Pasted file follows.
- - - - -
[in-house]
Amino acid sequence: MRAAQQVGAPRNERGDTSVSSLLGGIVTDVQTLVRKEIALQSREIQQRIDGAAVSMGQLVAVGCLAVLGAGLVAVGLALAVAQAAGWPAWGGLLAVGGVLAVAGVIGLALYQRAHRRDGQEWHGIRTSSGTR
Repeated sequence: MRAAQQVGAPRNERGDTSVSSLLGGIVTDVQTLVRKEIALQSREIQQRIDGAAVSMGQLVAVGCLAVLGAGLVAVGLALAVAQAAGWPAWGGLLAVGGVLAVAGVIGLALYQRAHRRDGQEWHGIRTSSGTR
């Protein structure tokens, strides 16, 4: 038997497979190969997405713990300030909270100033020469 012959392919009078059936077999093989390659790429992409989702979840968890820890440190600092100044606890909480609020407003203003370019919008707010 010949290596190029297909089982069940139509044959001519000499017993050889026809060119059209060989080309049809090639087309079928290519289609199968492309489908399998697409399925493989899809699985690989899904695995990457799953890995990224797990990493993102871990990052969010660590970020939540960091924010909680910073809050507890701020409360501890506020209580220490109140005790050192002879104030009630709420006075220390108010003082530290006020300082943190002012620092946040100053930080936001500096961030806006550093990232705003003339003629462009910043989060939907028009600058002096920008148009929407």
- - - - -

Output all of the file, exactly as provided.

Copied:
[in-house]
Amino acid sequence: MRAAQQVGAPRNERGDTSVSSLLGGIVTDVQTLVRKEIALQSREIQQRIDGAAVSMGQLVAVGCLAVLGAGLVAVGLALAVAQAAGWPAWGGLLAVGGVLAVAGVIGLALYQRAHRRDGQEWHGIRTSSGTR
Repeated sequence: MRAAQQVGAPRNERGDTSVSSLLGGIVTDVQTLVRKEIALQSREIQQRIDGAAVSMGQLVAVGCLAVLGAGLVAVGLALAVAQAAGWPAWGGLLAVGGVLAVAGVIGLALYQRAHRRDGQEWHGIRTSSGTR
């Protein structure tokens, strides 16, 4: 038997497979190969997405713990300030909270100033020469 012959392919009078059936077999093989390659790429992409989702979840968890820890440190600092100044606890909480609020407003203003370019919008707010 010949290596190029297909089982069940139509044959001519000499017993050889026809060119059209060989080309049809090639087309079928290519289609199968492309489908399998697409399925493989899809699985690989899904695995990457799953890995990224797990990493993102871990990052969010660590970020939540960091924010909680910073809050507890701020409360501890506020209580220490109140005790050192002879104030009630709420006075220390108010003082530290006020300082943190002012620092946040100053930080936001500096961030806006550093990232705003003339003629462009910043989060939907028009600058002096920008148009929407």